Homophily modulates double descent generalization in graph convolution networks.

Proceedings of the National Academy of Sciences of the United States of America(2024)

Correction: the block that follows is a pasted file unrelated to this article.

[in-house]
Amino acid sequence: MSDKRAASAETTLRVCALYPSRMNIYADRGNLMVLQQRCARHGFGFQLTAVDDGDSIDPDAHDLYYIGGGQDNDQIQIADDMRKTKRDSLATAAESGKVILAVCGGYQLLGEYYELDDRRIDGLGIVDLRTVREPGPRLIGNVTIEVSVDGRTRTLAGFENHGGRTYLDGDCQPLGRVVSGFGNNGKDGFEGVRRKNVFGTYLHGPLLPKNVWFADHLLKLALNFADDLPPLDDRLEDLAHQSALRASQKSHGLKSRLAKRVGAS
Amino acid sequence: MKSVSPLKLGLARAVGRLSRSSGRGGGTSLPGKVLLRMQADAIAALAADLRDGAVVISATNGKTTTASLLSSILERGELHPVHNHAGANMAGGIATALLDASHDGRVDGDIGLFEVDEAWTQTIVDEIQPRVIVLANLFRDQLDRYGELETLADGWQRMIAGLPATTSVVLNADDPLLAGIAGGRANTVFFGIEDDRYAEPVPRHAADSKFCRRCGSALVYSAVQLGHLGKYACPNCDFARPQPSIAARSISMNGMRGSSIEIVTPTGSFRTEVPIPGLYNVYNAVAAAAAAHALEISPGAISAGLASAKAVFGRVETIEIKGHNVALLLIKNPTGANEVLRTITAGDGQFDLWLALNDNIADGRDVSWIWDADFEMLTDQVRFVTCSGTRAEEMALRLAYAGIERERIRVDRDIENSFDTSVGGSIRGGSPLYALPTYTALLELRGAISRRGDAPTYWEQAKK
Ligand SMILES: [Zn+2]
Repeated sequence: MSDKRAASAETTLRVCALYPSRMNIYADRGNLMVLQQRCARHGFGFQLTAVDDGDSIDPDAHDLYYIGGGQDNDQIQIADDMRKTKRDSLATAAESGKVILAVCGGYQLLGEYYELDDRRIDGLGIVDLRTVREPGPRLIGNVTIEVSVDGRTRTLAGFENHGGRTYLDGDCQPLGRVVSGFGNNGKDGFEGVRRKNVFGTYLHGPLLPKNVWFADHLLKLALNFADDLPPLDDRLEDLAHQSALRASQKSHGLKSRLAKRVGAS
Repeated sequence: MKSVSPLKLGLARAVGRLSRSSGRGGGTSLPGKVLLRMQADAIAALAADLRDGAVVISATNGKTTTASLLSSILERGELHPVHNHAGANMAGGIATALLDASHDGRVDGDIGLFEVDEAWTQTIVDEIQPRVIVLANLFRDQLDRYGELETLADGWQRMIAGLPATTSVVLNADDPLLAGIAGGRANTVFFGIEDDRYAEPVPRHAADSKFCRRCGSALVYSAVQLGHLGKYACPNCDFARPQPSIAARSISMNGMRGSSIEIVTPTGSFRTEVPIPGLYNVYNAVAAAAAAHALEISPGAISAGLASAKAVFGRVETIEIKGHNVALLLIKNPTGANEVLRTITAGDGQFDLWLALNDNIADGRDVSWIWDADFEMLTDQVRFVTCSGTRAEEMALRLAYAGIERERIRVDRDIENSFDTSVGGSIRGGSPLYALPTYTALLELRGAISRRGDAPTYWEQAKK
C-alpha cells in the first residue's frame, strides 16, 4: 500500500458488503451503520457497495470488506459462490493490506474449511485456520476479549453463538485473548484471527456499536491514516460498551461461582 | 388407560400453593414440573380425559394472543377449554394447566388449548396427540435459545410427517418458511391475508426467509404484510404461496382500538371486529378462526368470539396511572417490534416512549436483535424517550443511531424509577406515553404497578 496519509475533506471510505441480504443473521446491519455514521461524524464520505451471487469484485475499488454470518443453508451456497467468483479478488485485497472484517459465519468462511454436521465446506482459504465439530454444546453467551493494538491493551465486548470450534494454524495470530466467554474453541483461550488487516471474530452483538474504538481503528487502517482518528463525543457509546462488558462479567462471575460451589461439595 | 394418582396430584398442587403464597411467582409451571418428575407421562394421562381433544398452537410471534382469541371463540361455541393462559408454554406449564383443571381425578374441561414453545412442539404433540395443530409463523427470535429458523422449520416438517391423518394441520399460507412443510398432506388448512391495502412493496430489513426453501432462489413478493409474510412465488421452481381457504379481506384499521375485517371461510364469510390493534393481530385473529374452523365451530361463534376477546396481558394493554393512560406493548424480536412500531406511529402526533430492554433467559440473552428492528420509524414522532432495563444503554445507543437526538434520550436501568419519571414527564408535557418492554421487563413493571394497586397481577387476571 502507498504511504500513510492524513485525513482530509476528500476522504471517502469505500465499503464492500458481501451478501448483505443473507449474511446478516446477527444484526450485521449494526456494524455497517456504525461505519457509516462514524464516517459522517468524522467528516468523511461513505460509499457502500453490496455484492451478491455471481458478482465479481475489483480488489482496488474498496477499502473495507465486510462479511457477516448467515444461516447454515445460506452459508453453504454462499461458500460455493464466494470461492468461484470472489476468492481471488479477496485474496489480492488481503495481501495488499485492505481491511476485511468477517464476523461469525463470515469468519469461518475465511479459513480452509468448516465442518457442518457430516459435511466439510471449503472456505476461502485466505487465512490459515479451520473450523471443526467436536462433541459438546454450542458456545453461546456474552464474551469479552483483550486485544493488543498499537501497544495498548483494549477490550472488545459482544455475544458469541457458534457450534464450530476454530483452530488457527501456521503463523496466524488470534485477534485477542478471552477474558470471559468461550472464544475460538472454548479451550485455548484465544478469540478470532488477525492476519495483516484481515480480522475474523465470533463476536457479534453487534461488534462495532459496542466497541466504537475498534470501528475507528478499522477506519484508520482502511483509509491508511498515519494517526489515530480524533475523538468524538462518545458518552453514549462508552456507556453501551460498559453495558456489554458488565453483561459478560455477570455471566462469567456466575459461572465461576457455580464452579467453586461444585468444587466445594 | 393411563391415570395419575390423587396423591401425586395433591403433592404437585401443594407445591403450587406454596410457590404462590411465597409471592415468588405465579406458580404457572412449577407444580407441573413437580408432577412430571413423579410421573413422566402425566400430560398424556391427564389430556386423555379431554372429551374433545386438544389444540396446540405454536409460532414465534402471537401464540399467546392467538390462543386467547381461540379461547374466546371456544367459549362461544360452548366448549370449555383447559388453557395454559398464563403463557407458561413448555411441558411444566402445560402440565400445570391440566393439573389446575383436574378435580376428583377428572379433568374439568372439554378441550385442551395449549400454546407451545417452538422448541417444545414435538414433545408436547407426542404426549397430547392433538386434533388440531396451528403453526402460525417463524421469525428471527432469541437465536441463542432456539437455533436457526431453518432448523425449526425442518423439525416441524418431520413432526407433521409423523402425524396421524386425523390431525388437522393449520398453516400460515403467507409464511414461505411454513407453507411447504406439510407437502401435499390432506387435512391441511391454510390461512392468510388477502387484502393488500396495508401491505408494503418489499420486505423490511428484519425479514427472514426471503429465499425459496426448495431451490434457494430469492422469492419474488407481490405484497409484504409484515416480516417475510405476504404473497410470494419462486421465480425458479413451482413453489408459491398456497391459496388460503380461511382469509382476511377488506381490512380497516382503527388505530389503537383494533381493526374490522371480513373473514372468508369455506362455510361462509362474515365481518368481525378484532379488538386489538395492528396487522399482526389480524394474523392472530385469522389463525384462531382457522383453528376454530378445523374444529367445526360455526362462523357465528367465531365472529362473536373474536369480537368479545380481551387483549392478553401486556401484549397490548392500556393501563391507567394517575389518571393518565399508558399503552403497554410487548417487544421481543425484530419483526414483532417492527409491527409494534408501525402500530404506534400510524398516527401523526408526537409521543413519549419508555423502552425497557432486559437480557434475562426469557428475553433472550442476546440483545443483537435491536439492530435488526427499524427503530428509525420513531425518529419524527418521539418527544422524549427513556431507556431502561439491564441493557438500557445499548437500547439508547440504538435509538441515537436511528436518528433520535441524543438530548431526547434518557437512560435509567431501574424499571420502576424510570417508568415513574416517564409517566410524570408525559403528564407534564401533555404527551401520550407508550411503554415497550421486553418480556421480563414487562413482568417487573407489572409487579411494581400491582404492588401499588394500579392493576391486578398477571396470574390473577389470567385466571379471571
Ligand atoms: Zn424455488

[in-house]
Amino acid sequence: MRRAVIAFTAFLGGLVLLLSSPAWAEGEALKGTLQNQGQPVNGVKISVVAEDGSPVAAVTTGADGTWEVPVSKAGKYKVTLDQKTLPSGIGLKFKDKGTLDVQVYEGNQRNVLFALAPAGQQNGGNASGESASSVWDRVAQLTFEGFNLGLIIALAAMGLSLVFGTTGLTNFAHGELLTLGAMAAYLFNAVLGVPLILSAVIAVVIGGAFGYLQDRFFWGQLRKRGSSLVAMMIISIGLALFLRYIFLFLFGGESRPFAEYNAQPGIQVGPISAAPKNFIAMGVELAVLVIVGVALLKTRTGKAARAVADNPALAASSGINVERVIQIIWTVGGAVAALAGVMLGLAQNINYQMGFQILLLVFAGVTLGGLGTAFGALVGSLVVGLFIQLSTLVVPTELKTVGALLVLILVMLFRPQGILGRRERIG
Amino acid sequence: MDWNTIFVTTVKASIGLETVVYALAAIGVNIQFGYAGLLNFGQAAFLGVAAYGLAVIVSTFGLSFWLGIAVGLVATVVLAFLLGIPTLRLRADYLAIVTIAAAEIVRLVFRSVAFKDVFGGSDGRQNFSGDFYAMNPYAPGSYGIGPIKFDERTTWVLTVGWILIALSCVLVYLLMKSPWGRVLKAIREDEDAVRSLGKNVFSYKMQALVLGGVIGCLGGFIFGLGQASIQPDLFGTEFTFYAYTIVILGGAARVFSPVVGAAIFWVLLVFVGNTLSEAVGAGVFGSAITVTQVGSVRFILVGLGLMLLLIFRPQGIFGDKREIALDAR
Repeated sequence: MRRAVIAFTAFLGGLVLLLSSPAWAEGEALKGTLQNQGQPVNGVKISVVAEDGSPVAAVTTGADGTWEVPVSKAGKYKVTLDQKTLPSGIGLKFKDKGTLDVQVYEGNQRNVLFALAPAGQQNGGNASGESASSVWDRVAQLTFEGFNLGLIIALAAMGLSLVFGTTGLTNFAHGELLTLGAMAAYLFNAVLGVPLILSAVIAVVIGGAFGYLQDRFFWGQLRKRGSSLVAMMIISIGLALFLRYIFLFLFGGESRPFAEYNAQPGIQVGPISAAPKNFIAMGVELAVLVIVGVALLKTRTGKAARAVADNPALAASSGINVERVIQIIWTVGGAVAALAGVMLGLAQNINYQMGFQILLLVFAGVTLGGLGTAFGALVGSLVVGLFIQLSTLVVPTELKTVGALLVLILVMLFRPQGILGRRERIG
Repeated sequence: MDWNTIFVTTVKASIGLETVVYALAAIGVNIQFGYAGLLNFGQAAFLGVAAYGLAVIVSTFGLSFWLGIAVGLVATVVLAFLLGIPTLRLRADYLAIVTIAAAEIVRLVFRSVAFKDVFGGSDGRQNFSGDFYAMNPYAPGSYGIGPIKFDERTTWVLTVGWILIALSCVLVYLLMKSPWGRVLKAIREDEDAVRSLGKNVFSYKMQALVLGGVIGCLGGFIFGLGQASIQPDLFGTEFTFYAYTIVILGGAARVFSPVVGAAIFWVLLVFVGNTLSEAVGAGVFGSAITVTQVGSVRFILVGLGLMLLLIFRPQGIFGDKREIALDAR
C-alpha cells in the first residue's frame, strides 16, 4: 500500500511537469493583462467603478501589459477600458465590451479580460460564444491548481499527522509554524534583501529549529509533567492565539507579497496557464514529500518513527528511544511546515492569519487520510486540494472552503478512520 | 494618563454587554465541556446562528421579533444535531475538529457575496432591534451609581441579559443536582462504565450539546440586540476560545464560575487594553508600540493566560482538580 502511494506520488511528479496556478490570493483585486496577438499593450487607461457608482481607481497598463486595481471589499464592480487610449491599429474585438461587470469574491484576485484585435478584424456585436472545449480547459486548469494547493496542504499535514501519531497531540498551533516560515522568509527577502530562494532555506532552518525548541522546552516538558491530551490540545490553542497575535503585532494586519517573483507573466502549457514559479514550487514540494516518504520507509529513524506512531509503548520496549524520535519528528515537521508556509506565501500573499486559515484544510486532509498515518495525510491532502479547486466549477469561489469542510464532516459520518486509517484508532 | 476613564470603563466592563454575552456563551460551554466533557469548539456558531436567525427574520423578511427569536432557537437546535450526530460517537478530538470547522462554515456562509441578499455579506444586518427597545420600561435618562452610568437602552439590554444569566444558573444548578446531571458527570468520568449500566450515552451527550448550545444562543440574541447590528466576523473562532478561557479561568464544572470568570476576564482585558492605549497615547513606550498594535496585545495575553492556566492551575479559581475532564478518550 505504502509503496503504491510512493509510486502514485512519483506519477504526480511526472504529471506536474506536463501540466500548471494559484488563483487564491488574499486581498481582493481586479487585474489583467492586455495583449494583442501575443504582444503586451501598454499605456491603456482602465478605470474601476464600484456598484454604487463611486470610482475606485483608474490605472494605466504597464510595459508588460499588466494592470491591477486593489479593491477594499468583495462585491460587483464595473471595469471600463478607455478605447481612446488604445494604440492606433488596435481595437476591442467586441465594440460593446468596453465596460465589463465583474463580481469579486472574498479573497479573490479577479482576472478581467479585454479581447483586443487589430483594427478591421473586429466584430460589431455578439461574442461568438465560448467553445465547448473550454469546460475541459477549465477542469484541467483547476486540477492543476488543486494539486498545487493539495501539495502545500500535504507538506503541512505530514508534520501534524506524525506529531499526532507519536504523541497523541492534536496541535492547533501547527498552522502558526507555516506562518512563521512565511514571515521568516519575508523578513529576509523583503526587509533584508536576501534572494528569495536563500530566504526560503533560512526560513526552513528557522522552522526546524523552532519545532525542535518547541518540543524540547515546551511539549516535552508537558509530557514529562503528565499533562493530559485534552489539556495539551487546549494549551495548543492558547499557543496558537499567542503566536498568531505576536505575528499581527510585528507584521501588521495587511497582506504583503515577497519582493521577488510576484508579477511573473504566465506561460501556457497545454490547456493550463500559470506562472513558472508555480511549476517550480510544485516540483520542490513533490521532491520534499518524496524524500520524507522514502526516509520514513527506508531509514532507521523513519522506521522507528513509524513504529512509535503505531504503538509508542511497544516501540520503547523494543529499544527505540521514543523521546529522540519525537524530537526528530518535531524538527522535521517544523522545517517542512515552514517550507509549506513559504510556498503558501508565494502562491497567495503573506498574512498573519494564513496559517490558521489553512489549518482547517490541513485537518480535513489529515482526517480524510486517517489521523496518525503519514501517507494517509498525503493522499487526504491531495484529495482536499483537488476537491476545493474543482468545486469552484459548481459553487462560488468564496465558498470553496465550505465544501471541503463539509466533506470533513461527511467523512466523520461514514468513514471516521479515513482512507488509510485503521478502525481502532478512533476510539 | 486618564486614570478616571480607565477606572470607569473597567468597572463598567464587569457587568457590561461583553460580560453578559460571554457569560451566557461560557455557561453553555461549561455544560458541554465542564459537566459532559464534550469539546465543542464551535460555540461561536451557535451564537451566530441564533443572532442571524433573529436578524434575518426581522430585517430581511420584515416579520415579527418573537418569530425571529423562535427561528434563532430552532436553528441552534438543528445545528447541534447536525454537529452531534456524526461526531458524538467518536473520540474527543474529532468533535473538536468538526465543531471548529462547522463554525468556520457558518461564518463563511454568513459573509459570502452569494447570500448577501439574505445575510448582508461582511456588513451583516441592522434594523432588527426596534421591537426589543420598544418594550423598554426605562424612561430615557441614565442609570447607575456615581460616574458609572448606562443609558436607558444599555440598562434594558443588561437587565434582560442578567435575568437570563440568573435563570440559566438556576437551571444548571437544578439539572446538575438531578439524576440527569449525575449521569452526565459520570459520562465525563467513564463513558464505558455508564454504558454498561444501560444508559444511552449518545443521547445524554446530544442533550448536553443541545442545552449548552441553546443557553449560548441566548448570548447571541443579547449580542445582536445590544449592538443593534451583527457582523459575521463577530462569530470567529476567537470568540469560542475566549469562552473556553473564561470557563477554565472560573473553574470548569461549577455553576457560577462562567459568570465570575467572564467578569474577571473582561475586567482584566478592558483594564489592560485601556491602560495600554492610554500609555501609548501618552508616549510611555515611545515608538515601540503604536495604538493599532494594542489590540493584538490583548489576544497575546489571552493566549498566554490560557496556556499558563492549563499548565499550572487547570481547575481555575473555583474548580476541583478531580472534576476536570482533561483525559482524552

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Graph neural networks (GNNs) excel in modeling relational data such as biological, social, and transportation networks, but the underpinnings of their success are not well understood. Traditional complexity measures from statistical learning theory fail to account for observed phenomena like the double descent or the impact of relational semantics on generalization error. Motivated by experimental observations of "transductive" double descent in key networks and datasets, we use analytical tools from statistical physics and random matrix theory to precisely characterize generalization in simple graph convolution networks on the contextual stochastic block model. Our results illuminate the nuances of learning on homophilic versus heterophilic data and predict double descent whose existence in GNNs has been questioned by recent work. We show how risk is shaped by the interplay between the graph noise, feature noise, and the number of training labels. Our findings apply beyond stylized models, capturing qualitative trends in real-world GNNs and datasets. As a case in point, we use our analytic insights to improve performance of state-of-the-art graph convolution networks on heterophilic datasets.
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